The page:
How to Plan and Discuss Your End-of-Life Care
Let others know how you want live the end of your life
Americans are a people who plan. We plan everything: our schedules, our careers and work projects, our weddings and vacations, our retirements.
Many of us plan for the disposition of our estates after we die.
The one area that most of us avoid planning is the end of our life.
Yet, if we don't plan, if we don't at least think about it and share our ideas with those we love, others take over at the very time when we are most vulnerable, most in need of understanding and comfort, and most longing for dignity.
Big issues confront us when we think about our own death or that of someone we love. Our attitudes and beliefs about religion, pain, suffering, loss of consciousness, and leaving behind those we love come into play. We can let things unfold as they may. For others, it is good to plan.
Start the conversation
Talk openly with family and friends about any fears you might have, such as pain and loss of dignity. Ask your doctor about end-of-life treatment, medical decisions and advance directives. If you are already ill, find out what could happen if your condition gets worse. Talk the proper people about legal, financial and spiritual concerns.
Among the specific issues related to the end of one’s life are what medical treatments and care are acceptable, and where you want to be if you are seriously ill.
It’s easier to take control of planning in estate and finances because the content is more concrete. Make sure you have an up-to-date will, and keep insurance information, medical and long-term care and special needs policies in an accessible place. Either give copies to a trusted relative or friend, or tell them where to find the information when needed.
You have the right to decisions about your health care. You can appoint an agent to be your proxy or surrogate should you become incapacitated. For most people, the final days are spent in a hospital, nursing home or in their own house. This is where advance directives come into play.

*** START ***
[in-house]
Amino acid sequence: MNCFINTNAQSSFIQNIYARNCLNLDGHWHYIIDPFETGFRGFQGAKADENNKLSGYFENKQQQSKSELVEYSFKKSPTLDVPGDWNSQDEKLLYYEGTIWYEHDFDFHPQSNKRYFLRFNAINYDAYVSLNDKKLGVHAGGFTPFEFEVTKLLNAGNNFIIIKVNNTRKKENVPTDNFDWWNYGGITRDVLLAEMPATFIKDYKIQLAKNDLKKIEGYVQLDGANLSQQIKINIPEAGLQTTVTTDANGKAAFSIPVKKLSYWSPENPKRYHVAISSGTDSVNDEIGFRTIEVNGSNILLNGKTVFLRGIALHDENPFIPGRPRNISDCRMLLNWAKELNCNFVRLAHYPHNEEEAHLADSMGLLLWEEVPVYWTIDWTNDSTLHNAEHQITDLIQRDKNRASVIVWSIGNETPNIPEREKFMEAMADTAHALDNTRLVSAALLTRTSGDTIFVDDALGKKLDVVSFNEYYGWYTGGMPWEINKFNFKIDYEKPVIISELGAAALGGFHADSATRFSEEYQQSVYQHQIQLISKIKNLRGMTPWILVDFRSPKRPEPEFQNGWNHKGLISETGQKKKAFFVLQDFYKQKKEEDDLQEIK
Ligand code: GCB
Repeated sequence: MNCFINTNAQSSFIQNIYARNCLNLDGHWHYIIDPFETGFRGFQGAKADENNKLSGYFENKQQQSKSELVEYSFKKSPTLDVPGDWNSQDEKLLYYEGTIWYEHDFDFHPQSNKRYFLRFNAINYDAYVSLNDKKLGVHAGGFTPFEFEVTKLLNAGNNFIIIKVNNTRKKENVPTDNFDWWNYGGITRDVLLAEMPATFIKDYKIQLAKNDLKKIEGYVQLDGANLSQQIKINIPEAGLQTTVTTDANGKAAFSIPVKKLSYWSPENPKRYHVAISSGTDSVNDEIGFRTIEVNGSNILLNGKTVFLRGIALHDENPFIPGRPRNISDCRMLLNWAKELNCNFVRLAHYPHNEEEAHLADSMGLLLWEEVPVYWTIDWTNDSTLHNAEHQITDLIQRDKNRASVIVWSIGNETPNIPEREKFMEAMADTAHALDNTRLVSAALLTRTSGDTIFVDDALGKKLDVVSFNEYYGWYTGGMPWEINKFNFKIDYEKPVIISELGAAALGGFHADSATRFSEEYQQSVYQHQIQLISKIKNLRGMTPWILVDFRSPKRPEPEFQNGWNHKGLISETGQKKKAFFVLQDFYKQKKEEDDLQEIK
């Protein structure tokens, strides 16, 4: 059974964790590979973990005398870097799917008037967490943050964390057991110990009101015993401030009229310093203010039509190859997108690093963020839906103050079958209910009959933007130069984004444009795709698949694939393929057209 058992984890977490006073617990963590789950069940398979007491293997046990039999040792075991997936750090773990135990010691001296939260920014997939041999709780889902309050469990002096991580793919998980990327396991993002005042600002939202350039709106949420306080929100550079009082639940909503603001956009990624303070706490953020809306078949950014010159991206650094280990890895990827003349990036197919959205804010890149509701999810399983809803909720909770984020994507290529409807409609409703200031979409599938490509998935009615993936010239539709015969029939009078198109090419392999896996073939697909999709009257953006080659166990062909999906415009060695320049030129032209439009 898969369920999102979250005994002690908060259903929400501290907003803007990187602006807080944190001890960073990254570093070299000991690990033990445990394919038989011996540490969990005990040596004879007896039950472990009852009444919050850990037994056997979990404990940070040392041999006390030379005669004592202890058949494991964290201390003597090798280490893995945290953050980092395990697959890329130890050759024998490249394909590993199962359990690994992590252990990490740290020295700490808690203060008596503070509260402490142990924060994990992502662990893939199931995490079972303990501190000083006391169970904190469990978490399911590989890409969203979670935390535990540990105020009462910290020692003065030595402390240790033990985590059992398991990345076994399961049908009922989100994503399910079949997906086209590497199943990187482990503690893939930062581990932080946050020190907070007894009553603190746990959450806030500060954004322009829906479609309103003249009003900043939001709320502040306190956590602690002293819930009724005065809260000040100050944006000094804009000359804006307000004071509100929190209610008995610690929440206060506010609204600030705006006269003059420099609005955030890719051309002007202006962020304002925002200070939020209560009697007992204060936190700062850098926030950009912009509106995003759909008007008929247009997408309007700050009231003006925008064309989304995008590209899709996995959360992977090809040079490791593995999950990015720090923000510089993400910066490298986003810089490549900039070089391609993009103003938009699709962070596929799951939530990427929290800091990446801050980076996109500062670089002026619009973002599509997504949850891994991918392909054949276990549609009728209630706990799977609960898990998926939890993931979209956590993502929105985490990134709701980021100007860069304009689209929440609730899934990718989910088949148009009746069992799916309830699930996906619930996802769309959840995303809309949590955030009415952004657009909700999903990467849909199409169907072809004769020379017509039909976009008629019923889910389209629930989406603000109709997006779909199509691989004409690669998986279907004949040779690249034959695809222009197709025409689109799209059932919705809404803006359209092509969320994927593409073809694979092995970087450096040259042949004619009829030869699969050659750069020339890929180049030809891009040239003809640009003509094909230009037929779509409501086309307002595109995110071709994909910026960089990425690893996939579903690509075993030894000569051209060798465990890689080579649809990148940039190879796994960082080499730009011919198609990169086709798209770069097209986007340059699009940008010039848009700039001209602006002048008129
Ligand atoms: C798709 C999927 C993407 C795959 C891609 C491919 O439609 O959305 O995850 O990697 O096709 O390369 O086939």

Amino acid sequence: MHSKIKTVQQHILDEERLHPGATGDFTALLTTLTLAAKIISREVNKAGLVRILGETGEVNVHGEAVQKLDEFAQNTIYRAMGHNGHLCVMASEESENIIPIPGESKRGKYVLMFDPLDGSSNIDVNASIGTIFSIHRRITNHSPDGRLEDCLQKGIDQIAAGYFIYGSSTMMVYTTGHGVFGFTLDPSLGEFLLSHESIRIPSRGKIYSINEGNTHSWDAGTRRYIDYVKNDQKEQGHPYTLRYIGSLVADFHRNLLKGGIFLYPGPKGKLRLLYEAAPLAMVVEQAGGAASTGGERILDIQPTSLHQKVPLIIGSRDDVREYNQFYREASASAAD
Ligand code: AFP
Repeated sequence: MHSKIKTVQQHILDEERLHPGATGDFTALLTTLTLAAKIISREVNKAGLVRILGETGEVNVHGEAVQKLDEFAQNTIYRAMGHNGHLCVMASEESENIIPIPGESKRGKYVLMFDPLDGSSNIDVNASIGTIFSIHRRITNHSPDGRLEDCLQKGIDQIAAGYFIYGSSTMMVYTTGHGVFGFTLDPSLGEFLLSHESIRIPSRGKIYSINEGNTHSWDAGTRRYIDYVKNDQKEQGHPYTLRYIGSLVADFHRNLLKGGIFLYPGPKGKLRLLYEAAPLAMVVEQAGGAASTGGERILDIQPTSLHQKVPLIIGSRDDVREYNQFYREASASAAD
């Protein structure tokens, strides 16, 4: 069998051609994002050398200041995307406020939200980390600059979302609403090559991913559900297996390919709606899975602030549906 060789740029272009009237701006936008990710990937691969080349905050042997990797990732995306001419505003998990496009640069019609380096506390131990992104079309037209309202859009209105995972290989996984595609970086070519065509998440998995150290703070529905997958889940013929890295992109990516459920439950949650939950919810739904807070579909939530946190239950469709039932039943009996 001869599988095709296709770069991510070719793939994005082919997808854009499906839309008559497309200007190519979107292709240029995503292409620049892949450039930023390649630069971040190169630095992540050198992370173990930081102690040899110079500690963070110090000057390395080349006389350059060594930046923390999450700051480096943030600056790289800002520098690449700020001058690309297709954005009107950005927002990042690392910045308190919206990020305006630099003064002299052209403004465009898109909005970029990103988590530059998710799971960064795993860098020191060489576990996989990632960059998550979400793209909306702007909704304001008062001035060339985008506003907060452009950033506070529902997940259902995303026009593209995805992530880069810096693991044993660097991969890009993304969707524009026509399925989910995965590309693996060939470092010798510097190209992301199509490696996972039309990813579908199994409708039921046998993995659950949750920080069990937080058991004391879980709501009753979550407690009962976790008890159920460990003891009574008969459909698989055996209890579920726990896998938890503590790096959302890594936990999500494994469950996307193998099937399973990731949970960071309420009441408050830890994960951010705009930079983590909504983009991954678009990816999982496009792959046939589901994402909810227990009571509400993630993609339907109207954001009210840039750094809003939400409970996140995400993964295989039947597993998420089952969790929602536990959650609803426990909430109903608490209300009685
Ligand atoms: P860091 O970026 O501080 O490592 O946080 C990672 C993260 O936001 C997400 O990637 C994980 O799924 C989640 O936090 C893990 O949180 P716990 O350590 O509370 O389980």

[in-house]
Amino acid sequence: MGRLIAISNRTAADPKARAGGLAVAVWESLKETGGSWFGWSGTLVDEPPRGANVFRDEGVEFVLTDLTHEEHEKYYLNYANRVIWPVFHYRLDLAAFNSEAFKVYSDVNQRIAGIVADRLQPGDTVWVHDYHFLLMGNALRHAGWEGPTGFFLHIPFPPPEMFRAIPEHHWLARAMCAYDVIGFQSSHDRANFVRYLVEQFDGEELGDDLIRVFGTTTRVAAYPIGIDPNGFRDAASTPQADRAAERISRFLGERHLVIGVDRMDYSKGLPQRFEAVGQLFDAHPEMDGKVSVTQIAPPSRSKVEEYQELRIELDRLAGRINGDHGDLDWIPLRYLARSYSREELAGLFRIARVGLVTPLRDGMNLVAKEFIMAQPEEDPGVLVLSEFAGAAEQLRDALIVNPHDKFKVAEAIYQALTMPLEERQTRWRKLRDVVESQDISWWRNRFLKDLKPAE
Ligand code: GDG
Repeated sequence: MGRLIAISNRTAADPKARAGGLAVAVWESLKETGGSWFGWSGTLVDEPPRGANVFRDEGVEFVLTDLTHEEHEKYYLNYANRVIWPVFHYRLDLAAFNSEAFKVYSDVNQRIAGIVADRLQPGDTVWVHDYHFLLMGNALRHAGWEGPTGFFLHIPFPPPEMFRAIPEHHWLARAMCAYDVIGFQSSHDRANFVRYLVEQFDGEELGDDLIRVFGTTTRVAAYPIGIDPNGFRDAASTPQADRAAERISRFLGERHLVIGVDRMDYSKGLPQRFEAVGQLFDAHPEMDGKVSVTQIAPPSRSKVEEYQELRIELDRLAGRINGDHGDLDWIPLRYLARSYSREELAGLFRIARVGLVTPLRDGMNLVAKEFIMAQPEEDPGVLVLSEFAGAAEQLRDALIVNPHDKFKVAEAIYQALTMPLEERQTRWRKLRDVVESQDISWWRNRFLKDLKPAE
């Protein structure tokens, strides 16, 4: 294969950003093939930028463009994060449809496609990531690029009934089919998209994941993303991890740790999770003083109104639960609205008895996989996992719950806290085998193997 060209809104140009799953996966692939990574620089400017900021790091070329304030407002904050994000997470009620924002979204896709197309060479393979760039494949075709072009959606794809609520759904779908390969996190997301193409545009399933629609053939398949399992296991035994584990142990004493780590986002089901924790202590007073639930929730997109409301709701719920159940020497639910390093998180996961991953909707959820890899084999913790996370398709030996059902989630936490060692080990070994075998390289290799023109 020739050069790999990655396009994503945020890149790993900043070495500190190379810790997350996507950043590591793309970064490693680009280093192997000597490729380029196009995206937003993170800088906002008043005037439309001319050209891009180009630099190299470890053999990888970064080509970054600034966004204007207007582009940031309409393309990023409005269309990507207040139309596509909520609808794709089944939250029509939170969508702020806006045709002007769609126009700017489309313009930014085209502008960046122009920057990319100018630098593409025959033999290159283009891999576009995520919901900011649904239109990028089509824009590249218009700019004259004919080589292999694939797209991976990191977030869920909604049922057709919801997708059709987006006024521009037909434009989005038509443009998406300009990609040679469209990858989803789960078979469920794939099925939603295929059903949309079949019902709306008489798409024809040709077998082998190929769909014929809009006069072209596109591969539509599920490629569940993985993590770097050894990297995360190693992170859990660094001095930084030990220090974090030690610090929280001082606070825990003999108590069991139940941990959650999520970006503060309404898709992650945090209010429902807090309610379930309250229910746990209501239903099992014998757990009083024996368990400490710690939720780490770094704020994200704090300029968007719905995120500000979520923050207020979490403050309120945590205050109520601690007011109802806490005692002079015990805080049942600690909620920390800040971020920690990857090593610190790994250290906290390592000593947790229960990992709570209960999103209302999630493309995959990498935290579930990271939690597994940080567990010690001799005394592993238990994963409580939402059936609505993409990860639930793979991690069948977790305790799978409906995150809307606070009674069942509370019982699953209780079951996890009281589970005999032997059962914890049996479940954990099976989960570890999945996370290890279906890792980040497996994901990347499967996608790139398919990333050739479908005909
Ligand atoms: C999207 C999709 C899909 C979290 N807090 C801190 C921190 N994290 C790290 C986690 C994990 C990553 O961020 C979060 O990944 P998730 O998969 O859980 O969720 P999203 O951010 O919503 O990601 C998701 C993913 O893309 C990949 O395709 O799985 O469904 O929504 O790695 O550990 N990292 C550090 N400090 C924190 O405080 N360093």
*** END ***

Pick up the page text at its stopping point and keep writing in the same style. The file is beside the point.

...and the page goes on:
Prepare advance directives
Advance directives are written instructions about the care and treatment you want if you reach the point where you can no longer speak for yourself. The most common form is the durable power of attorney for health care. A living will is a more limited type of advance directive.
Without an advance directive, your doctors, hospital staff, friends and family members will do the best they can, or a guardian could be appointed by a court. Having a guardian provides a higher degree of protection, but there is a cost for the legal proceedings and the process becomes part of public record.
Most advance directives cover life-sustaining treatment such as artificial feeding, resuscitation, antibiotics or other invasive procedures. Some ask for only palliative or comfort care, designed to manage terminal symptoms.
Choose someone to speak for you
When deciding a proxy or surrogate, choose a responsible person who shares your values and beliefs about medical care or dying. It will be up to them, when the time comes, to decide where you will die, and arrange for an autopsy, organ donation and funeral plans.
A health care provider may refuse your stated wishes or the decisions of your proxy because of conscience or the institution’s policies or standards. The provider must inform you or your surrogate immediately and transfer to another provider should be arranged.
Federal and state laws are in place if a person who’s incapacitated had a mental illness or developmental disability.
There is much that we can plan in advance of our own death, such as where we want to be, how medical costs are covered and funeral arrangements. Advance directives must be made knowing that some day other people will follow our wishes and live with the results. For that reason our plans should, when possible, allow for flexibility and trust in the discretion of our surrogates.
Based on the Family Caregiver Alliance fact sheet “End of Life Decision-Making.”